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Prison-themed restaurant in Egypt draws in curious diners


MANSOURA, Egypt — A prison-themed restaurant in Egypt? It might seem distasteful in a country where thousands of people, mostly Islamists but also secular pro-democracy activists, are languishing in jail on what right groups say are trumped-up charges.

Yet, the restaurant in the coastal city of Mansoura called "Food Crime" is doing good business because of its novelty, according to patrons. Props like handcuffs, inmate number plaques, a prisoners' cage and even an electric chair are served up as welcome selfie-fodder.

"It's a catchy idea and I did not want to do something that is traditional," said the restaurant's owner, Waleed Naeem, 37. "Our prices are competitive — our most expensive sandwich on the menu is just 15 pounds (84 U.S. cents)."

Naeem is irked by anyone who tries to link the restaurant's theme to the large-scale crackdown on dissent since the military ousted an Islamist president in 2013.

"The people of Mansoura really like this restaurant and think it's a great idea. But others are making a huge deal out of this on social media," said Naeem, who has refused to give media interviews to news outlets that want him to speak about what his eatery symbolizes.

"My restaurant is not political," said Naeem, who maintains that the idea of Food Crime was inspired by similar establishments in South Korea, China and Italy. "I don't think it has anything to do with real prisons and those inside them."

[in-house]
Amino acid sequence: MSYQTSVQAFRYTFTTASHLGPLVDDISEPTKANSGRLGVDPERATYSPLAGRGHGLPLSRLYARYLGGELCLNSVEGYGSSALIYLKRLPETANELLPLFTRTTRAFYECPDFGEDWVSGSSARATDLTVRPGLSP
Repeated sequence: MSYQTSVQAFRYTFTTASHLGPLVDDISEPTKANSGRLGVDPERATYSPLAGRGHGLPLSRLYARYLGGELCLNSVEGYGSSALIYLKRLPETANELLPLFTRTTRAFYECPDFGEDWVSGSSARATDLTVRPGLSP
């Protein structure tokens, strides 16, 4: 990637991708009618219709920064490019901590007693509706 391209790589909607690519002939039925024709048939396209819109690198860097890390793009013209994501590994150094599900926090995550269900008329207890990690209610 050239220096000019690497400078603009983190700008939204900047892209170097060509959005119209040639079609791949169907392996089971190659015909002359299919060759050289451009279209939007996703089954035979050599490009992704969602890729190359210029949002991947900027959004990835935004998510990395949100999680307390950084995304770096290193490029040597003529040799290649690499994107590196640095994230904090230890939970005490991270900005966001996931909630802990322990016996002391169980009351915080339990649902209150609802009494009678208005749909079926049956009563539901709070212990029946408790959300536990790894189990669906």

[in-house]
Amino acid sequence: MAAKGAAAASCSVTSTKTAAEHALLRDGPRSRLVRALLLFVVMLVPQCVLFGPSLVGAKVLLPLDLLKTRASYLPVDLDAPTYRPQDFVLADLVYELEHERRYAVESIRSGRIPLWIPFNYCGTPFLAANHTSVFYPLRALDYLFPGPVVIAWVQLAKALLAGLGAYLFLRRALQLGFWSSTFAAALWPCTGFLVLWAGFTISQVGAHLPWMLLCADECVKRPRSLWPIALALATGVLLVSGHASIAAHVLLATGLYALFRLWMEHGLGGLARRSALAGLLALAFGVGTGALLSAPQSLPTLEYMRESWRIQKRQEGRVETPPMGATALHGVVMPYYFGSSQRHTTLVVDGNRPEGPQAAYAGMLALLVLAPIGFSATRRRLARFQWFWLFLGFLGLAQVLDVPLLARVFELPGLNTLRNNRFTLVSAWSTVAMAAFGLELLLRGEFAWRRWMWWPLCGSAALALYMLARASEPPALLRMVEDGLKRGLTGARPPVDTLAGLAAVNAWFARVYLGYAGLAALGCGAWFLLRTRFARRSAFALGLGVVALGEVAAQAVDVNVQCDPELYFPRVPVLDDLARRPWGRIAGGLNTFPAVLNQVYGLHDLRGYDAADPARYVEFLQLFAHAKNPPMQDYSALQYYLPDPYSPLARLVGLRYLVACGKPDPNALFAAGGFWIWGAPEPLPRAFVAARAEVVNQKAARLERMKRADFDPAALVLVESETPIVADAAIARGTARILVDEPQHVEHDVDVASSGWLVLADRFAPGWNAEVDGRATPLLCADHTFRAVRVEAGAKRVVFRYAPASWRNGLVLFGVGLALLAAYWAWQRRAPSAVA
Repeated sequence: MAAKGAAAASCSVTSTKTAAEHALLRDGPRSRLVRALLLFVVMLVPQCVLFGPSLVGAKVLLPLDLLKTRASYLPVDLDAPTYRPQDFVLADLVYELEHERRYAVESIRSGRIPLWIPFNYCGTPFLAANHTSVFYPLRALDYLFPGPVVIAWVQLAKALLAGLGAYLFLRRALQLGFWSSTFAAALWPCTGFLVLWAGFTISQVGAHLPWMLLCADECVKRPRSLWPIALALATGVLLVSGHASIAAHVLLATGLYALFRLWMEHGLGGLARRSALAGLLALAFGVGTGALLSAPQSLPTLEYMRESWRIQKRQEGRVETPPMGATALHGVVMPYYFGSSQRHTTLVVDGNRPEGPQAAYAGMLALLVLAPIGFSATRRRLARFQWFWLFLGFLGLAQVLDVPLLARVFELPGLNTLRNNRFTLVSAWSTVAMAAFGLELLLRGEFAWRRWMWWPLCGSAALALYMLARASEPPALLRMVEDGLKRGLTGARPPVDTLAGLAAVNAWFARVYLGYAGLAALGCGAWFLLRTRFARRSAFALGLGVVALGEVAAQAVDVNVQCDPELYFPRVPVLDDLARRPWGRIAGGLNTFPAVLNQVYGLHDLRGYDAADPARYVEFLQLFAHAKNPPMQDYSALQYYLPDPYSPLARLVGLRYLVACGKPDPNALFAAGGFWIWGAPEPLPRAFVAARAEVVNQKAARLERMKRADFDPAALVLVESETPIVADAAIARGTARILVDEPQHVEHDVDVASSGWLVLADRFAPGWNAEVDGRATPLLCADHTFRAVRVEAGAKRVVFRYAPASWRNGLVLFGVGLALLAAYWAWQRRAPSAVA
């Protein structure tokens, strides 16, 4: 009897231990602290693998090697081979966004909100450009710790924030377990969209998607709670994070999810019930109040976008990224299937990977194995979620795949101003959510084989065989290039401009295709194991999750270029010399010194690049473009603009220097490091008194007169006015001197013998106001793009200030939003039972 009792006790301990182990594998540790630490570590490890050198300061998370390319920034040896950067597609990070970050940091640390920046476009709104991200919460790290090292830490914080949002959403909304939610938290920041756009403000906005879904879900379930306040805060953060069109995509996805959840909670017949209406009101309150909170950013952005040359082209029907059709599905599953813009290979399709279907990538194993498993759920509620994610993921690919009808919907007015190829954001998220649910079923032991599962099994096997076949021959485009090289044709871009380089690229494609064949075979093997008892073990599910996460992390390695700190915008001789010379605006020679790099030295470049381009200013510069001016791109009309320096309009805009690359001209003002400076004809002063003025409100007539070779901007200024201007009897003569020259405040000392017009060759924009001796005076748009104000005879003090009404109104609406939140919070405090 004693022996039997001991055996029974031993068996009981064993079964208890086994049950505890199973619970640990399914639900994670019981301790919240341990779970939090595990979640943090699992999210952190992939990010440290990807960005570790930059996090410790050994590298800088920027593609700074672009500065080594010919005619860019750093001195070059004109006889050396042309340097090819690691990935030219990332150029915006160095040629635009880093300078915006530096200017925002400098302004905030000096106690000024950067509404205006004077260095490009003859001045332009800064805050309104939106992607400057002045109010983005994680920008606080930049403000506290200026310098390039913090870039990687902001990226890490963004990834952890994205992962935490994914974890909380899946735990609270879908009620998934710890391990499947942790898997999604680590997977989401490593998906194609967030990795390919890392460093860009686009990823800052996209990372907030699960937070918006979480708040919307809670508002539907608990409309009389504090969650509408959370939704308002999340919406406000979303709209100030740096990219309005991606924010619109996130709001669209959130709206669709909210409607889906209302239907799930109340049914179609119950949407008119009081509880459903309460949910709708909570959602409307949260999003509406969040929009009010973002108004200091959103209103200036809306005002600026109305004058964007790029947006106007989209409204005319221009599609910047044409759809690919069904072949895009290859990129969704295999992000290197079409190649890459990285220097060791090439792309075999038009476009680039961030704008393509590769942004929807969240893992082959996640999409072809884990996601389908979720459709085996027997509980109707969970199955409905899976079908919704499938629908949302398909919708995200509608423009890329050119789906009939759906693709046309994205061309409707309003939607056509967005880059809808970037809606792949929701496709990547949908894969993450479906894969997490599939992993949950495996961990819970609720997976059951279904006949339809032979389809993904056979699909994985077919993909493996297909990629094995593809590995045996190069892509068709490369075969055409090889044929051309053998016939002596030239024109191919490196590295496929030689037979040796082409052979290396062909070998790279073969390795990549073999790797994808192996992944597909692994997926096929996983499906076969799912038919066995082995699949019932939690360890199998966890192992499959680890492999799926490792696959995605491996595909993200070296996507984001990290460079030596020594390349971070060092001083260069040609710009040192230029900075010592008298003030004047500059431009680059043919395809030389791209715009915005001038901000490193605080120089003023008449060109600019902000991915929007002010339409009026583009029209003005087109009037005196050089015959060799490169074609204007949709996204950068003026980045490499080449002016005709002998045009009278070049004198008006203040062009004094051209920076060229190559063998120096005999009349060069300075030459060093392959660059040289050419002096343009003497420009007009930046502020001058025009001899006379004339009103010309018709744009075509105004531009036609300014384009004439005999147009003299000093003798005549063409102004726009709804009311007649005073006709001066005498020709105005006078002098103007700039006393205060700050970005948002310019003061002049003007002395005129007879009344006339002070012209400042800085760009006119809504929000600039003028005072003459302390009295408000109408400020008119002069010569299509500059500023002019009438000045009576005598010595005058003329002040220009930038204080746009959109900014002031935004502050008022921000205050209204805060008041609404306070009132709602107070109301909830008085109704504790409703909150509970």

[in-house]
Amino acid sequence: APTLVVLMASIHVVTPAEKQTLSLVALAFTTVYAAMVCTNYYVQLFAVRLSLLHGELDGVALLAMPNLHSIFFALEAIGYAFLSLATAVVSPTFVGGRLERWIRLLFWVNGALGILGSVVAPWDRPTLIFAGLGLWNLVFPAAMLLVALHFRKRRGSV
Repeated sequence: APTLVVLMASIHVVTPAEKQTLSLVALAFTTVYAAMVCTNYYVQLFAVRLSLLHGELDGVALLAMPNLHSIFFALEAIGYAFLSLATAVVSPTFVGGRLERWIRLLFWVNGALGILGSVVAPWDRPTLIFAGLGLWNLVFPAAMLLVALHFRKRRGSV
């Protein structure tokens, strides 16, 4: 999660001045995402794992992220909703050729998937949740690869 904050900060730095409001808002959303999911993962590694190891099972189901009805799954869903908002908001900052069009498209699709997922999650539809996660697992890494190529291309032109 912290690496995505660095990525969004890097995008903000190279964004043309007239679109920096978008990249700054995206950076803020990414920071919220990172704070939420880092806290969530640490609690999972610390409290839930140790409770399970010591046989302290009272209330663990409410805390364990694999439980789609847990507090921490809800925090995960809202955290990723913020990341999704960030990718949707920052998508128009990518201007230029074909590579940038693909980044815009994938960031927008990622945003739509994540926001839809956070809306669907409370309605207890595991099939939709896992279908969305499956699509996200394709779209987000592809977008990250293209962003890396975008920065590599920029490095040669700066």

The restaurant's unusual decor attracts many in Mansoura, like Yasmeen Khouly.

"The idea is crazy, but it's all about trying something new and seeing what's out there, she said after eating there with a friend.

"Obviously seeing handcuffs and an electric chair is strange."

Engineer Ahmed Atef, however, said the environment reminded him of his days in the army, and "the prisons I used to see when I served."

The motif has even drawn in policemen like Amr El Gohary, who said he was impressed by features of the "amazing decor," like the handcuffs and a metal cage that allowed him to engage in some role reversal.

"Obviously it made me love this place. The experience of eating in the cage was interesting because being a policeman, I'm the one who puts people in handcuffs and prisons."

Nariman El-Mofty, The Associated Press

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